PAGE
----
Urasawa (Los Angeles, CA) – The Spoils of Winter
As vegetables go so goes the sea – there is a season for everything. January at Urasawa brings sperm sac and hairy crab for 10-14 days. It is easy to contort one’s face in a grimace over the former, and I may have reached my limits during this meal, but the latter is sheer joy in Urasawa’s hands – crab meat, eggs, internal organs, and uni – cooked over an habachi. KevinEats says it best – “it’s the pure essence of crab.” Dinner is always special at Urasawa but dropping in during opportune times can lead to more exotic fare than usual.
Two months removed from Tokyo, this was my first sushi, not pictured, on American soil since the trip.1 It was comparable to the better sushi in Japan, falling just a notch below Sushiso Masa. The rice seemed warmer than usual2, to the point that it sometimes warmed the fish. It is also clear that a full ten person bar might be too much for Hiro to handle, as sushi and dishes come at an uneven pace – six or eight has been a perfect-sized crowd in the past.
The prepared dishes, pictured throughout, were as elegant and delicate as usual. The hairy crab was my favorite, rivaling the tastes from Koju and Ryugin, but every dish was of a higher quality. The shabu shabu course can be a source of (silent) contention when they help cook it, as I generally prefer raw to cooked, so I immediately took the reins on that course. Hiro has also scaled back on the beef portions and dishes – which is unfortunate. The sperm sac risotto, covered by surprisingly aromatic truffles in the photo below, was a little too “creamy”, if you catch my drift.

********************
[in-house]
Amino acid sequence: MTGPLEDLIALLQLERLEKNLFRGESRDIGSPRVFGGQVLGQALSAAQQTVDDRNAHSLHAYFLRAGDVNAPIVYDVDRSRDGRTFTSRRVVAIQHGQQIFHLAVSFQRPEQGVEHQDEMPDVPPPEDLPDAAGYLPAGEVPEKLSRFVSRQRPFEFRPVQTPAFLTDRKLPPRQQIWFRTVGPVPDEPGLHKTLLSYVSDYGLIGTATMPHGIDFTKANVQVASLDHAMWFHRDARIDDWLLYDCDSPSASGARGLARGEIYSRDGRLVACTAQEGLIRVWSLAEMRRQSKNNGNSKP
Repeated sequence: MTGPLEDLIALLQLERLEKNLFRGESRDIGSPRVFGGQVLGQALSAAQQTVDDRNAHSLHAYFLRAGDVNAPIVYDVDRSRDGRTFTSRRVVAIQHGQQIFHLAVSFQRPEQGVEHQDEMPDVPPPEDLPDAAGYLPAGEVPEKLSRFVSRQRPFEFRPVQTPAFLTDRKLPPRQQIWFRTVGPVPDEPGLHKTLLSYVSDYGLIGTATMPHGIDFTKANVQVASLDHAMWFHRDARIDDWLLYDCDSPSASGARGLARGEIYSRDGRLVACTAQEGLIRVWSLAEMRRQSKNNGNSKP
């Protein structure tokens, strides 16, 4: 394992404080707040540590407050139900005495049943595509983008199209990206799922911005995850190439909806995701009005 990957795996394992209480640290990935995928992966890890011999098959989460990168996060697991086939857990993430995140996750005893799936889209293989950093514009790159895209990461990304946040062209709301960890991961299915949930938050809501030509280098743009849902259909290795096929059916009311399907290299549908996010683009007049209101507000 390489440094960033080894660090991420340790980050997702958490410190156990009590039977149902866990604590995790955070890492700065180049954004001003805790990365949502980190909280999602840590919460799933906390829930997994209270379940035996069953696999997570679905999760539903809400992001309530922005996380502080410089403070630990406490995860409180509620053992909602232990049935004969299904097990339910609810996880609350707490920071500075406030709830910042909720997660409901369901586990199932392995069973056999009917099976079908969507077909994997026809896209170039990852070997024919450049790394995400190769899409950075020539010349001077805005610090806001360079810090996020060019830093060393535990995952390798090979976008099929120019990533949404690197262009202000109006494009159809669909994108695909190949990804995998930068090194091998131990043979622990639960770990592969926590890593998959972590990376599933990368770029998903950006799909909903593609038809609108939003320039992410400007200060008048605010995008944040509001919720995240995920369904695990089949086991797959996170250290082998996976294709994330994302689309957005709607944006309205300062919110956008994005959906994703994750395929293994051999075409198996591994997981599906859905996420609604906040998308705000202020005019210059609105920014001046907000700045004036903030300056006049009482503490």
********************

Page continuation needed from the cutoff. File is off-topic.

As I’ve said before, ingredients rotate in and out of the dishes in an advanced choreography of tastes and textures. The crab began the meal in a bright cool salad, returning later cooked. Uni shines in the sashimi course, plays a support role in the middle of the meal, and then gets featured later as sushi. The ingredients come into focus and out; playing primary, secondary, and tertiary flavors throughout the meal. It gives the meal a tight cohesiveness and a sense of narrative – characters or themes running throughout – highlighting the season.
It is one of my favorite restaurants and I recommend everyone try it at least once. The only caveat is that it is very expensive – and he raised prices again – and I, embarrassingly, let out an audible gasp when I got the bill. The pricing is now Masa-like, solidly the second-most expensive restaurant in the US. If one were flexible, one could fly to Japan for cheaper than a dinner at Urasawa with alcohol.
Pictures are below – it has been too long for any detailed notes but KevinEats, Kung Food Panda, and Food Destination had a similar meal so you can peruse their blogs for detailed descriptions and impressions.
1 – Seriously, I do not eat sushi often – I would rather let the fish live and re-populate than to denigrate their memory by eating the crap served most everywhere.
2 – This is probably my tenth trip or so to Urasawa.